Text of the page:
A return to normal for the Hill’s Republicans is essentially impossible so long as their party’s leader is someone who unabashedly, even boastfully, violates Washington’s already lowered expectations for minimally collegial conduct — and whose win-at-all-costs, never-admit-mistakes code is fundamentally at odds with proper political manners.
But it’s also true that even before Trump, the party’s high command, first and foremost in the Senate under Majority Leader Mitch McConnell, had started whacking away at procedural regular order and thereby helping to define decorum down.
His stature as the longest-tenured top GOP official in Washington, and someone who used to wear the “institutionalist” label with pride, makes all the more striking McConnell’s behavioral shift toward embracing indecorous conduct on the Hill he could once be counted on to deride as deviant.
This is not about the party’s inability to live up to one of the most fundamental requirements of having good manners: Keeping the promises you make — in this case, the vow, incessantly repeated for seven years, that putting Republicans in charge would make repealing and replacing the 2010 health care law the first order of business.
Instead, this is about the breakdowns in interparty comity and institutional standards for fair play that helped push that promise near to oblivion.
The start can fairly be traced back to the night of Saturday, Feb. 13, 2016. That was when McConnell waited less than 90 minutes after learning that Justice Antonin Scalia had died before transforming the period of mourning into the setting for a bold partisan power play.
In turning a moment for unexpected grieving into an opportunity for Machiavellian maneuvering, he tossed aside two centuries of precedent saying that every president — no matter that his party was different than the Senate majority, and especially one with a quarter of his term remaining — deserved the senatorial courtesy of a hearing and at least a committee vote for any high court nominee.
McConnell won his discourteous and bold bet: Holding the seat open and making the future of the judiciary a prime campaign issue helped Trump score the biggest upset in presidential election history and create the first all-GOP power structure in Washington in a decade.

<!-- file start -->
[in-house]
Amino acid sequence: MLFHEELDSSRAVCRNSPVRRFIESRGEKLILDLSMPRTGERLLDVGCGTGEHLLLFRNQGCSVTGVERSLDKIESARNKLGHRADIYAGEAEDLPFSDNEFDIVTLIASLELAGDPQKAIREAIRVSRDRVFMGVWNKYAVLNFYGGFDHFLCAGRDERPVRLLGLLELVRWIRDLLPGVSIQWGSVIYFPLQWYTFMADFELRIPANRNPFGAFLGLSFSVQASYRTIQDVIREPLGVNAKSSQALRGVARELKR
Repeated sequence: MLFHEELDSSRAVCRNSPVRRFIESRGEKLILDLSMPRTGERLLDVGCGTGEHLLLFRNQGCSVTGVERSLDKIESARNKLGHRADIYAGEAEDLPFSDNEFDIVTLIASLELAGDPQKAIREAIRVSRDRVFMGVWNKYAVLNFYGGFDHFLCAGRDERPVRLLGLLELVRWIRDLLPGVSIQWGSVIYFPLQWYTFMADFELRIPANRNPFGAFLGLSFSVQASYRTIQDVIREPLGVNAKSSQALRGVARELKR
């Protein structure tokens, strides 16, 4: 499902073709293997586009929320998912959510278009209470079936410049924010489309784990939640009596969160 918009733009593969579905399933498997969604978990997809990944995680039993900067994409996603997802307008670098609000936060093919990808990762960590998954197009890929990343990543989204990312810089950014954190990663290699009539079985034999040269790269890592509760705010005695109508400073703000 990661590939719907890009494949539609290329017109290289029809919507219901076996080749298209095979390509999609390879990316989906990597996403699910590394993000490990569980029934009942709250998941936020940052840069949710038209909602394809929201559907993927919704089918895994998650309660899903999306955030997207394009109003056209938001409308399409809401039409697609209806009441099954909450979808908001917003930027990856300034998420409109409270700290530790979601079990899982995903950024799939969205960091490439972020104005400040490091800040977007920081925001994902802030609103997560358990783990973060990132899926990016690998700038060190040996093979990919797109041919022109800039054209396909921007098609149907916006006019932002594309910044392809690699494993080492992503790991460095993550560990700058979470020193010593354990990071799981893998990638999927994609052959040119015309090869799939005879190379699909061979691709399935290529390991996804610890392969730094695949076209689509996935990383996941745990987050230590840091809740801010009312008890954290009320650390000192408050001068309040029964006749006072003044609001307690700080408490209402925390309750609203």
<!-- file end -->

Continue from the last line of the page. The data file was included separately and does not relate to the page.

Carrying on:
And since rewarding ungentlemanly behavior will inevitably produce more of such conduct, it’s not surprising that a secretive, churlish and entirely-outside-the-normal-channels approach has, from the start, distinguished his balky and now repudiated tackling of the defining legislative battle of Trump’s first year.
Straightforward legislative etiquette would have required at least a few hearings and legislative markups on health care where Democrats could have gone on record in opposition and Republican skeptics, on the hard right and in the center, could have vented concerns and offered mollifying language — long before spreading anxieties at both ends of the GOP ideological spectrum crippled the bill.
And proper political politesse would have also had the top party bosses providing supportive cover to rank-and-file members before they got called on to cast votes destined to make their public lives more difficult.
But McConnell and, to a lesser extent Speaker Paul D. Ryan, did not succeed at the Hill leadership’s customary work of enlisting important trade associations, think tanks and other big-money advocates to get behind the GOP health care bill.
(Of course the president, for his part, hasn’t made any real effort to help Congress get to “yes” by taking the bully pulpit. There has been no Oval Office speech to the nation on behalf of the legislation, no town hall meeting and no rally in any on-the-fence senator’s home state devoted to the cause.)
Propriety in Congress has historically meant the leadership does not make members cast “tough” votes for no lasting reason — especially when defeat seems guaranteed, so going on the record can do harm back home without any chance of making progress toward new policy. But, at Trump’s insistence, the Senate is on course to vote this week on whether to open debate on the health care bill — a motion that will force more than half a dozen wavering but keeping-their-powder dry Republicans to take a stand with only the slimmest hope of producing anything meaningful in return.
Maybe this is an antiquated Republicans-at-their-country-club notion of manners, but it might have been courteous as well as savvy to invite at least one female senator in the initial GOP “working group” in search of a passable bill. Is it just coincidence that the three senators who came out quickest against McConnell most recent fallback — repeal now, replace later — were Shelley Moore Capito of West Virginia, Susan Collins of Maine and Lisa Murkowski of Alaska, each of whom has health care policy chops meriting a spot in those talks?
A consequence of all this discourteousness from the top is that Republicans one step down the food chain have felt free to act increasingly impertinent.